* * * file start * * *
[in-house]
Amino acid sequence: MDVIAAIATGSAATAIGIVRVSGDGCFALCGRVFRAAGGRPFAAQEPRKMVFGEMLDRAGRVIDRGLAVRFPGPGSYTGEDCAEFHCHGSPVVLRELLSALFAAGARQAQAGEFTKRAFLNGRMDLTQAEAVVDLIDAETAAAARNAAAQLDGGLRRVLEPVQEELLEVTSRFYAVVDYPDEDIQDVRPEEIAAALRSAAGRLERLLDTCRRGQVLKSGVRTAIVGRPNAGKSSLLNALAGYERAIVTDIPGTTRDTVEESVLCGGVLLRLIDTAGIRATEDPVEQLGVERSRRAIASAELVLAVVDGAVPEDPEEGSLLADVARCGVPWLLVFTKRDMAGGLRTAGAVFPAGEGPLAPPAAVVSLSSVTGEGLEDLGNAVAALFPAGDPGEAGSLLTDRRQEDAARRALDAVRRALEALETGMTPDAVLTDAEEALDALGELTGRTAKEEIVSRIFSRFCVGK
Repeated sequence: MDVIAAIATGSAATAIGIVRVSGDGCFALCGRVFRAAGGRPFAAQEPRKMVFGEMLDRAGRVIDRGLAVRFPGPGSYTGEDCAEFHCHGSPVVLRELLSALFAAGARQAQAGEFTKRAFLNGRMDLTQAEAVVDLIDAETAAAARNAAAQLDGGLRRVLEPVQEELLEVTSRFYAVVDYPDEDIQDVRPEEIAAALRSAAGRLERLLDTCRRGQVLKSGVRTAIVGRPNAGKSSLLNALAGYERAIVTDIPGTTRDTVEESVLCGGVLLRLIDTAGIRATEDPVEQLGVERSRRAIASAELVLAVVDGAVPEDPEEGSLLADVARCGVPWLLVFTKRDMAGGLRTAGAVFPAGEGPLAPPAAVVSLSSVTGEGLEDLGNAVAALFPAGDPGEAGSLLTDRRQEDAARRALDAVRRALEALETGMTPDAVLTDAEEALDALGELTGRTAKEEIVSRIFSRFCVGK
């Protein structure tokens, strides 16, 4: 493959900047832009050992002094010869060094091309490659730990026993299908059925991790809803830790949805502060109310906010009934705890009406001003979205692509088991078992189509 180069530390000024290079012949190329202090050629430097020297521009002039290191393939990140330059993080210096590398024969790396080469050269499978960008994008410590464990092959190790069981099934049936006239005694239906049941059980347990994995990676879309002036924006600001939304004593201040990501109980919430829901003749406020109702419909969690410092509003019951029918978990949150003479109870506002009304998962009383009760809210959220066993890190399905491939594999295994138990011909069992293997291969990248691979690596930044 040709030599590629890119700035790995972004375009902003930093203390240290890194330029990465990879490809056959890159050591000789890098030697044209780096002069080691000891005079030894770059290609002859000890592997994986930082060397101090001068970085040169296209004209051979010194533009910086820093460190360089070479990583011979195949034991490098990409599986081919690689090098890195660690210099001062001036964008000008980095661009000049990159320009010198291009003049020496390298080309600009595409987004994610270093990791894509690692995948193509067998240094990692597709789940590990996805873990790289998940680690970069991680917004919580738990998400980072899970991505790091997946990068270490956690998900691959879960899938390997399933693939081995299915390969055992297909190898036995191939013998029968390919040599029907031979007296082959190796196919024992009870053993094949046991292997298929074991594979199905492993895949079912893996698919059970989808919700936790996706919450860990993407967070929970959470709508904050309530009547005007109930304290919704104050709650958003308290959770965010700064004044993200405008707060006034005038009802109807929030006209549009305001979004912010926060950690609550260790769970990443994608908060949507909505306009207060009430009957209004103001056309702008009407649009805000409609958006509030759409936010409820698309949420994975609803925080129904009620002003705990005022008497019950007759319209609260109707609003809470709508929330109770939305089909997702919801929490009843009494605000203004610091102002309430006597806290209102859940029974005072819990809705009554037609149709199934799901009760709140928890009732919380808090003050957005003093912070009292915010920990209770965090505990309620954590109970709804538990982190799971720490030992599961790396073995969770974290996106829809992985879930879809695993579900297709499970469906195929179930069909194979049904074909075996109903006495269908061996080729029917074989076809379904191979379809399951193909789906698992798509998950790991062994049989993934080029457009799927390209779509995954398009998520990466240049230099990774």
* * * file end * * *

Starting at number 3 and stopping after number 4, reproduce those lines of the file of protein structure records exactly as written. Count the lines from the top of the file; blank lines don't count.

Repeated sequence: MDVIAAIATGSAATAIGIVRVSGDGCFALCGRVFRAAGGRPFAAQEPRKMVFGEMLDRAGRVIDRGLAVRFPGPGSYTGEDCAEFHCHGSPVVLRELLSALFAAGARQAQAGEFTKRAFLNGRMDLTQAEAVVDLIDAETAAAARNAAAQLDGGLRRVLEPVQEELLEVTSRFYAVVDYPDEDIQDVRPEEIAAALRSAAGRLERLLDTCRRGQVLKSGVRTAIVGRPNAGKSSLLNALAGYERAIVTDIPGTTRDTVEESVLCGGVLLRLIDTAGIRATEDPVEQLGVERSRRAIASAELVLAVVDGAVPEDPEEGSLLADVARCGVPWLLVFTKRDMAGGLRTAGAVFPAGEGPLAPPAAVVSLSSVTGEGLEDLGNAVAALFPAGDPGEAGSLLTDRRQEDAARRALDAVRRALEALETGMTPDAVLTDAEEALDALGELTGRTAKEEIVSRIFSRFCVGK
């Protein structure tokens, strides 16, 4: 493959900047832009050992002094010869060094091309490659730990026993299908059925991790809803830790949805502060109310906010009934705890009406001003979205692509088991078992189509 180069530390000024290079012949190329202090050629430097020297521009002039290191393939990140330059993080210096590398024969790396080469050269499978960008994008410590464990092959190790069981099934049936006239005694239906049941059980347990994995990676879309002036924006600001939304004593201040990501109980919430829901003749406020109702419909969690410092509003019951029918978990949150003479109870506002009304998962009383009760809210959220066993890190399905491939594999295994138990011909069992293997291969990248691979690596930044 040709030599590629890119700035790995972004375009902003930093203390240290890194330029990465990879490809056959890159050591000789890098030697044209780096002069080691000891005079030894770059290609002859000890592997994986930082060397101090001068970085040169296209004209051979010194533009910086820093460190360089070479990583011979195949034991490098990409599986081919690689090098890195660690210099001062001036964008000008980095661009000049990159320009010198291009003049020496390298080309600009595409987004994610270093990791894509690692995948193509067998240094990692597709789940590990996805873990790289998940680690970069991680917004919580738990998400980072899970991505790091997946990068270490956690998900691959879960899938390997399933693939081995299915390969055992297909190898036995191939013998029968390919040599029907031979007296082959190796196919024992009870053993094949046991292997298929074991594979199905492993895949079912893996698919059970989808919700936790996706919450860990993407967070929970959470709508904050309530009547005007109930304290919704104050709650958003308290959770965010700064004044993200405008707060006034005038009802109807929030006209549009305001979004912010926060950690609550260790769970990443994608908060949507909505306009207060009430009957209004103001056309702008009407649009805000409609958006509030759409936010409820698309949420994975609803925080129904009620002003705990005022008497019950007759319209609260109707609003809470709508929330109770939305089909997702919801929490009843009494605000203004610091102002309430006597806290209102859940029974005072819990809705009554037609149709199934799901009760709140928890009732919380808090003050957005003093912070009292915010920990209770965090505990309620954590109970709804538990982190799971720490030992599961790396073995969770974290996106829809992985879930879809695993579900297709499970469906195929179930069909194979049904074909075996109903006495269908061996080729029917074989076809379904191979379809399951193909789906698992798509998950790991062994049989993934080029457009799927390209779509995954398009998520990466240049230099990774």